According to data provided by Russian authorities, Russia exported 39.7 billion cubic meters of gas, 4.0 million tons of crude oil, and 2.1 million tons of oil products to Ukraine in 2000. However, problems of comparability exist among these figures, official Ukrainian statistics, and the oil and gas balances in Tables 2 and 3.
The increase in crude oil imports in 2001 shown in Table 5 appears to reflect Ukraine’s success in securing sufficient crude oil imports for its refineries by offering oil exporters in Russia and Kazakhstan a stake in the country’s refineries (see U.S. Department of Energy, 2003).
Other factors cited as accounting for the large budgetary arrears of Naftogaz include lags between the time when payments to the budget and external suppliers are due and when consumer payments are received, as well as the increase over time in the share of the transit fee to be transferred to the budget.
Prices of oil and oil products have largely converged to world market prices, in contrast to natural gas and electricity prices, which remain well below Western European levels. In the case of gas, it can be argued that this situation involves an element of implicit subsidization, even after including Russian taxes on exports (see Dodsworth, Mathieu. and Shiells, 2002).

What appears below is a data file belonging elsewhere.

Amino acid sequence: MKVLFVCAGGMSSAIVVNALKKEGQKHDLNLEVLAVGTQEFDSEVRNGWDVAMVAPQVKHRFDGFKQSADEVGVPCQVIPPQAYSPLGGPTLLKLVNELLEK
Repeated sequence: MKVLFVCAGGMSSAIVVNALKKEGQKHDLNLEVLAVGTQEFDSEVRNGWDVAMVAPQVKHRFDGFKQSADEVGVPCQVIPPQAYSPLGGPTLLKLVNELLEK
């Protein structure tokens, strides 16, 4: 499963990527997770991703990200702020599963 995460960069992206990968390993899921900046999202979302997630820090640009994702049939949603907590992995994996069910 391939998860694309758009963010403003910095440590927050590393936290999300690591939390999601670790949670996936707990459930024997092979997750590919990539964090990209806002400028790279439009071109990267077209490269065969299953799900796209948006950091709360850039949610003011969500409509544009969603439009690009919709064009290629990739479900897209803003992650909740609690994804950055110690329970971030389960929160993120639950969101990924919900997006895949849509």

If Russia has market power, it could simply replace the VAT on oil exports with an export tax, notwithstanding concerns regarding the intensification of trade protection. For an exporter, the combination of a consumption tax (for example, VAT on a destination basis) and an export tax is equivalent to a production tax (for example, VAT on an origin basis). Alternatively, the Russian firms could collude with the government and charge a monopoly export price.
In fact, as noted above, gas prices paid by consumers are set administratively in Ukraine and fall well short of the levels that would be chosen by a monopolist. The optimal tax/subsidy measures derived below would have to be accompanied by a variety of supporting measures to achieve the first-best social optimum.